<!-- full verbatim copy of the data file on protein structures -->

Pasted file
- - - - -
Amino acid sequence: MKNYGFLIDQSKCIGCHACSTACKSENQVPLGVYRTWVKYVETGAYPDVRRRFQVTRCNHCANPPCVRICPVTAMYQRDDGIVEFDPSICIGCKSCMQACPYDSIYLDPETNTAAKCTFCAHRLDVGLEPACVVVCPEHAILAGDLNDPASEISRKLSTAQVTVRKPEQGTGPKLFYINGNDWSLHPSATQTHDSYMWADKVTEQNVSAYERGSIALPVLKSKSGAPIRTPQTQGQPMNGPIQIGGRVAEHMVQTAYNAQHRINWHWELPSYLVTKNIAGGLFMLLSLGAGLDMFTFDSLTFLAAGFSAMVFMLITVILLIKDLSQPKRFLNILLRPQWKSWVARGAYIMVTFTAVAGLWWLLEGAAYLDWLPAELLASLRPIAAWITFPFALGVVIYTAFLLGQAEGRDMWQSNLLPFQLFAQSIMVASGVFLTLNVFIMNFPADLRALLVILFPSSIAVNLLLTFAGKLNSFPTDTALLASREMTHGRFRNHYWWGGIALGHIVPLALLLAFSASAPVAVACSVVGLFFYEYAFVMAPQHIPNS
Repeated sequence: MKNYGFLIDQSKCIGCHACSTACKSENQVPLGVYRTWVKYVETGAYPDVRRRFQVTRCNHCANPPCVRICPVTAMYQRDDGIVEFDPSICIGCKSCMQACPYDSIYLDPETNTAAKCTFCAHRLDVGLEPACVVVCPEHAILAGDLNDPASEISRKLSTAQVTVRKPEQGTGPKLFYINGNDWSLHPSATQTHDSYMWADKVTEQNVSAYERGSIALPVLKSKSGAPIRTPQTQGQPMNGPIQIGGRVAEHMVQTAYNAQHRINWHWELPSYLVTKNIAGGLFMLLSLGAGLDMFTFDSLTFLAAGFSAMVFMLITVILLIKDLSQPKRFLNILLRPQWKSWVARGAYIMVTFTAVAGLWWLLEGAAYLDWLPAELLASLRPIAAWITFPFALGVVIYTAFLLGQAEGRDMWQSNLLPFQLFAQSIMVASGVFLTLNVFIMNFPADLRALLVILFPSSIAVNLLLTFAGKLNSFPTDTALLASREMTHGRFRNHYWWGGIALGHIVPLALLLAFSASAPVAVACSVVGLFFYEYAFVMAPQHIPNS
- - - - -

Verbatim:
Amino acid sequence: MKNYGFLIDQSKCIGCHACSTACKSENQVPLGVYRTWVKYVETGAYPDVRRRFQVTRCNHCANPPCVRICPVTAMYQRDDGIVEFDPSICIGCKSCMQACPYDSIYLDPETNTAAKCTFCAHRLDVGLEPACVVVCPEHAILAGDLNDPASEISRKLSTAQVTVRKPEQGTGPKLFYINGNDWSLHPSATQTHDSYMWADKVTEQNVSAYERGSIALPVLKSKSGAPIRTPQTQGQPMNGPIQIGGRVAEHMVQTAYNAQHRINWHWELPSYLVTKNIAGGLFMLLSLGAGLDMFTFDSLTFLAAGFSAMVFMLITVILLIKDLSQPKRFLNILLRPQWKSWVARGAYIMVTFTAVAGLWWLLEGAAYLDWLPAELLASLRPIAAWITFPFALGVVIYTAFLLGQAEGRDMWQSNLLPFQLFAQSIMVASGVFLTLNVFIMNFPADLRALLVILFPSSIAVNLLLTFAGKLNSFPTDTALLASREMTHGRFRNHYWWGGIALGHIVPLALLLAFSASAPVAVACSVVGLFFYEYAFVMAPQHIPNS
Repeated sequence: MKNYGFLIDQSKCIGCHACSTACKSENQVPLGVYRTWVKYVETGAYPDVRRRFQVTRCNHCANPPCVRICPVTAMYQRDDGIVEFDPSICIGCKSCMQACPYDSIYLDPETNTAAKCTFCAHRLDVGLEPACVVVCPEHAILAGDLNDPASEISRKLSTAQVTVRKPEQGTGPKLFYINGNDWSLHPSATQTHDSYMWADKVTEQNVSAYERGSIALPVLKSKSGAPIRTPQTQGQPMNGPIQIGGRVAEHMVQTAYNAQHRINWHWELPSYLVTKNIAGGLFMLLSLGAGLDMFTFDSLTFLAAGFSAMVFMLITVILLIKDLSQPKRFLNILLRPQWKSWVARGAYIMVTFTAVAGLWWLLEGAAYLDWLPAELLASLRPIAAWITFPFALGVVIYTAFLLGQAEGRDMWQSNLLPFQLFAQSIMVASGVFLTLNVFIMNFPADLRALLVILFPSSIAVNLLLTFAGKLNSFPTDTALLASREMTHGRFRNHYWWGGIALGHIVPLALLLAFSASAPVAVACSVVGLFFYEYAFVMAPQHIPNS